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State's Attorney voices frustration over no jail time in rape conviction

Posted at 5:58 PM, Nov 23, 2021
and last updated 2021-11-23 17:58:19-05

BALTIMORE COUNTY, Md. — Baltimore County’s State Attorney is sharing his frustration over the sentence a former county cop received.

Anthony Westerman was sentenced to four years of home detention for raping a woman and one day of jail for assaulting another.

RELATED: Home detention for Baltimore County Police officer convicted of rape, assault

Now, the State Attorney Scott Shellenberger said he believes this sends the wrong message for people who commit these types of crimes and the victims who share their stories.

“This was a very serious offense he attacked A woman who was clearly intoxicated. He told her he was going to have her dropped off at her house and he had her taken to his house and she was unconscious when she woke up he was on top of her sexually assaulting her,” Shellenberger said.

Anthony Westerman is a former Baltimore County police Officer who had been convicted of two counts of rape.

One incident happened in October of 2017 another occurred in June of 2019. After a trial in August of 2021 Westerman was convicted of two counts of second degree rape, third degree sexual offense and fourth degree sexual assault.

Friday Judge Keith Truffer said he made a mistake and only intended to convict Westerman on one of two rape counts while merging his sentence together for both crimes.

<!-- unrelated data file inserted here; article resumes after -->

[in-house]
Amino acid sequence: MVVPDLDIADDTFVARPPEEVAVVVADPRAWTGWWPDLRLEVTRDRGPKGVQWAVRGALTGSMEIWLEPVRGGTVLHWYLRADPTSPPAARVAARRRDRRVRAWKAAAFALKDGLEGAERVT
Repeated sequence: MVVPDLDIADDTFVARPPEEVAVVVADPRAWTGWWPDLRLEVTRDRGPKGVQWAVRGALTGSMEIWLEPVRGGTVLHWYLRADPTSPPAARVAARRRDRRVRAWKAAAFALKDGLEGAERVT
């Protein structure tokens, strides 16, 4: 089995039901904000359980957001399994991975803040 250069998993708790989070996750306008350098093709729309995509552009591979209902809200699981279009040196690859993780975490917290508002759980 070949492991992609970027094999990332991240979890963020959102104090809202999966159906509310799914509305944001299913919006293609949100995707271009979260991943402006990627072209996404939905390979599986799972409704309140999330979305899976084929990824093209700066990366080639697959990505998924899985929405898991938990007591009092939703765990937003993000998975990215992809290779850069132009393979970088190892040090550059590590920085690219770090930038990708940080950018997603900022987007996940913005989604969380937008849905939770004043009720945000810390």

Shellenberger said he believes Westerman’s former role as a police officer influenced the judge’s decision.

“I think that factored into it I think the judge was concerned about Westermans safety in the division of correction if he went there. But Westerman should’ve thought of that before he committed the crime not after it’s all over with and he’s convicted,” Shellenberger said.

On Friday, Judge Truffer sentenced Westerman to four years of in home detention for one of the assaults and just one day of jail time for the other assault.

This comes after Judge Truffer determined there was not evidence of any psychological injury to the victim despite the fact that she received therapy after the attack. It’s a sentence that shocked many people and Shellenberger said it was a slap on the wrist.

“When you’re serving a second-degree rape conviction and you’re at your own home...that’s a slap on the wrist. I think it certainly send a message that that if you commit an offense like this and end up in front of this judge you may end up doing your time sitting on your couch at home watching tv,” Shellenberger said.

And in addition to sending the wrong message to those committing the crimes, Amanda Rodriguez who’s a sexual assault advocate for Turnaround Inc. said this sends the wrong message to the victims as well.

“Every survivor experiences trauma differently especially with sexual violence which is such an intimate and personal thing. So to say that it didn’t show up the way that we expected it to or didn’t show up at all it is likely untrue. The reality is the victim is not to blame for something that was caused against them,” Rodriguez said.

Shellenberger agreed.

“Worse than that is it sends a message to sexual assault victims that their story doesn’t matter. When they come forward going in open courtroom to testify to these very difficult facts and then have virtually nothing happen, I think it will definitely hurt victims coming forth again,” Shellenberger said.